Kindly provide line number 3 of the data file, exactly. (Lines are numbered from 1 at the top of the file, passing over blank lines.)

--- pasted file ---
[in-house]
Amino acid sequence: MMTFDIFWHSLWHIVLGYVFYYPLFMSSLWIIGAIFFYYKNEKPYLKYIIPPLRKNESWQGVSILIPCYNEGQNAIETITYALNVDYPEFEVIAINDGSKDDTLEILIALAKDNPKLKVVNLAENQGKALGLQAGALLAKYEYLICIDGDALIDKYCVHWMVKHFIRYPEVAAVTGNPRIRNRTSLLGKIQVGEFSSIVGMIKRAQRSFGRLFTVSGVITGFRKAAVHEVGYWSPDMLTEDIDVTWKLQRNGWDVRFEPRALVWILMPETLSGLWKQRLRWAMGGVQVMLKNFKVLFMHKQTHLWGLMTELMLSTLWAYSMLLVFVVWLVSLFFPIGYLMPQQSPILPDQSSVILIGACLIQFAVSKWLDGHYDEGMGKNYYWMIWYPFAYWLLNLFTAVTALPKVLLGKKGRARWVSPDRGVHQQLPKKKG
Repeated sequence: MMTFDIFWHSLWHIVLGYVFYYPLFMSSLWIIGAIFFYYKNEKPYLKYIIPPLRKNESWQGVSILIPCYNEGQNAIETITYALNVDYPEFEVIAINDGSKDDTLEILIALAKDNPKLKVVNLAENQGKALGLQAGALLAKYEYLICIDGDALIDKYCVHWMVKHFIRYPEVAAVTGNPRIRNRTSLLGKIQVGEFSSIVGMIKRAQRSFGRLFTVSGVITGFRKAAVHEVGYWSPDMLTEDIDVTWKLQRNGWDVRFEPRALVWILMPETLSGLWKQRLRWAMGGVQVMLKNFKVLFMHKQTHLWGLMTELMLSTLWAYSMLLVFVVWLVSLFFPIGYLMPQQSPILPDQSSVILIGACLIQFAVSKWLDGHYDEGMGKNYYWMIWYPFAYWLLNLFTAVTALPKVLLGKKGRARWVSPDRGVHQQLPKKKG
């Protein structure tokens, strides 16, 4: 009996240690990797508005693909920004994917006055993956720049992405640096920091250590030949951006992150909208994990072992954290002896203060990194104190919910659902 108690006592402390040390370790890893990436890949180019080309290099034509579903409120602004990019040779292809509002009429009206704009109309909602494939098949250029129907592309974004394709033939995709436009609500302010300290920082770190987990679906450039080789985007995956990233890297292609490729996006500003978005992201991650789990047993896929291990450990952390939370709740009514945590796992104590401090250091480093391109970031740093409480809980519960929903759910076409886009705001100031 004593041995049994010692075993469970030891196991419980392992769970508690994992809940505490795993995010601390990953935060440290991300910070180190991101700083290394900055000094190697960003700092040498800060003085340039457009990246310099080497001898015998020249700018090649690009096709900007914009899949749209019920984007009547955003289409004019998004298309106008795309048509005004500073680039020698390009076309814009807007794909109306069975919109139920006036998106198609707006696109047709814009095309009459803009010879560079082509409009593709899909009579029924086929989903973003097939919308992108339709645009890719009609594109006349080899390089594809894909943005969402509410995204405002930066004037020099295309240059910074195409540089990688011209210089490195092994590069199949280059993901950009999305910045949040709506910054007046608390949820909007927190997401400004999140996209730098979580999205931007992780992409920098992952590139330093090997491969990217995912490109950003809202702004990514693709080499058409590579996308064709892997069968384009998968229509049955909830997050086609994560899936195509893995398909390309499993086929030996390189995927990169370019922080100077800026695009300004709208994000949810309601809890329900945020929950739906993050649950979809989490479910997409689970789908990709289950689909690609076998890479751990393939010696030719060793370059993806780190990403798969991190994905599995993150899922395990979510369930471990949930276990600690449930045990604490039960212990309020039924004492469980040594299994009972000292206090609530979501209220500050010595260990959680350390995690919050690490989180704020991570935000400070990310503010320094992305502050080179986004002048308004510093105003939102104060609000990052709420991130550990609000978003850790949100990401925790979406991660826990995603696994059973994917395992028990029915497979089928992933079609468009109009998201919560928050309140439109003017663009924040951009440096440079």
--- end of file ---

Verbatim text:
Repeated sequence: MMTFDIFWHSLWHIVLGYVFYYPLFMSSLWIIGAIFFYYKNEKPYLKYIIPPLRKNESWQGVSILIPCYNEGQNAIETITYALNVDYPEFEVIAINDGSKDDTLEILIALAKDNPKLKVVNLAENQGKALGLQAGALLAKYEYLICIDGDALIDKYCVHWMVKHFIRYPEVAAVTGNPRIRNRTSLLGKIQVGEFSSIVGMIKRAQRSFGRLFTVSGVITGFRKAAVHEVGYWSPDMLTEDIDVTWKLQRNGWDVRFEPRALVWILMPETLSGLWKQRLRWAMGGVQVMLKNFKVLFMHKQTHLWGLMTELMLSTLWAYSMLLVFVVWLVSLFFPIGYLMPQQSPILPDQSSVILIGACLIQFAVSKWLDGHYDEGMGKNYYWMIWYPFAYWLLNLFTAVTALPKVLLGKKGRARWVSPDRGVHQQLPKKKG